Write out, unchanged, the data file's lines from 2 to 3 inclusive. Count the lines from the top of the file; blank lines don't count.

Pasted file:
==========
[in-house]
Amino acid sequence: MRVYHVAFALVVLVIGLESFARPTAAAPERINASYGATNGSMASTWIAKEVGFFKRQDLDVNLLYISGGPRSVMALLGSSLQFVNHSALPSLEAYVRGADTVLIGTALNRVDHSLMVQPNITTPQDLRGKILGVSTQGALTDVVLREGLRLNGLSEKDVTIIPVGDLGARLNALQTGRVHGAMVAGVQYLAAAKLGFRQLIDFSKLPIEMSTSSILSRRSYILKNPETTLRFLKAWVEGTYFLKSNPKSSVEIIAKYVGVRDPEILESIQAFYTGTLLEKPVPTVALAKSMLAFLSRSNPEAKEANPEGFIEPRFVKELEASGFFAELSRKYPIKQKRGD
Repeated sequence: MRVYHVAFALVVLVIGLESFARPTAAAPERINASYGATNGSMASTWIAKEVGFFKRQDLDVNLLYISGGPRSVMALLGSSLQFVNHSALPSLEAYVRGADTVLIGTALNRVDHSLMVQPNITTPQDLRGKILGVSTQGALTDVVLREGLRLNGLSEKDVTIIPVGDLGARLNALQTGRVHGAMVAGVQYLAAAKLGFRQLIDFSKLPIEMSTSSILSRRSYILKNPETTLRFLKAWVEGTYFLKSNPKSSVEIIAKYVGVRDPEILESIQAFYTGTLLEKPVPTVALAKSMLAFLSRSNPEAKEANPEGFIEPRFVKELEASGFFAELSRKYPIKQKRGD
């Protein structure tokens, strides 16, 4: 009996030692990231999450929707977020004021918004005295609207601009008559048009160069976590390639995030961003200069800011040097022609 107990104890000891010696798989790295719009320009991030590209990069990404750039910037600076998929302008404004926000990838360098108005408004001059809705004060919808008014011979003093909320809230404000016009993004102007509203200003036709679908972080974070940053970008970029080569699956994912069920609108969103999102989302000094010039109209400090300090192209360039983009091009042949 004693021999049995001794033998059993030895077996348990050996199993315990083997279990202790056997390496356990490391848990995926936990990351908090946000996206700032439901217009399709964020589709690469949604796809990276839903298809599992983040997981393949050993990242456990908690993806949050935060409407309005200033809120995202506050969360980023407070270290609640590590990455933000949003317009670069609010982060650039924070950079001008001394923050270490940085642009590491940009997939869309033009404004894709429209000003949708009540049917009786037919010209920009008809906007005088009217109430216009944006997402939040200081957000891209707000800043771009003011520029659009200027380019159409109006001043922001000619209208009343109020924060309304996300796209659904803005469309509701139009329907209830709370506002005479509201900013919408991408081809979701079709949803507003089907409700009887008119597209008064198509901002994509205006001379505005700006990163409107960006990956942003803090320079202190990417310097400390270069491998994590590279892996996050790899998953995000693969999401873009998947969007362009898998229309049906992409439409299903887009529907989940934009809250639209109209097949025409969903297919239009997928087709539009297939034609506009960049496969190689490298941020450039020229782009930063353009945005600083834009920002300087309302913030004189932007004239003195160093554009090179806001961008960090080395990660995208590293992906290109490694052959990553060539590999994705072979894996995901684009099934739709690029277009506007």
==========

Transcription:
Amino acid sequence: MRVYHVAFALVVLVIGLESFARPTAAAPERINASYGATNGSMASTWIAKEVGFFKRQDLDVNLLYISGGPRSVMALLGSSLQFVNHSALPSLEAYVRGADTVLIGTALNRVDHSLMVQPNITTPQDLRGKILGVSTQGALTDVVLREGLRLNGLSEKDVTIIPVGDLGARLNALQTGRVHGAMVAGVQYLAAAKLGFRQLIDFSKLPIEMSTSSILSRRSYILKNPETTLRFLKAWVEGTYFLKSNPKSSVEIIAKYVGVRDPEILESIQAFYTGTLLEKPVPTVALAKSMLAFLSRSNPEAKEANPEGFIEPRFVKELEASGFFAELSRKYPIKQKRGD
Repeated sequence: MRVYHVAFALVVLVIGLESFARPTAAAPERINASYGATNGSMASTWIAKEVGFFKRQDLDVNLLYISGGPRSVMALLGSSLQFVNHSALPSLEAYVRGADTVLIGTALNRVDHSLMVQPNITTPQDLRGKILGVSTQGALTDVVLREGLRLNGLSEKDVTIIPVGDLGARLNALQTGRVHGAMVAGVQYLAAAKLGFRQLIDFSKLPIEMSTSSILSRRSYILKNPETTLRFLKAWVEGTYFLKSNPKSSVEIIAKYVGVRDPEILESIQAFYTGTLLEKPVPTVALAKSMLAFLSRSNPEAKEANPEGFIEPRFVKELEASGFFAELSRKYPIKQKRGD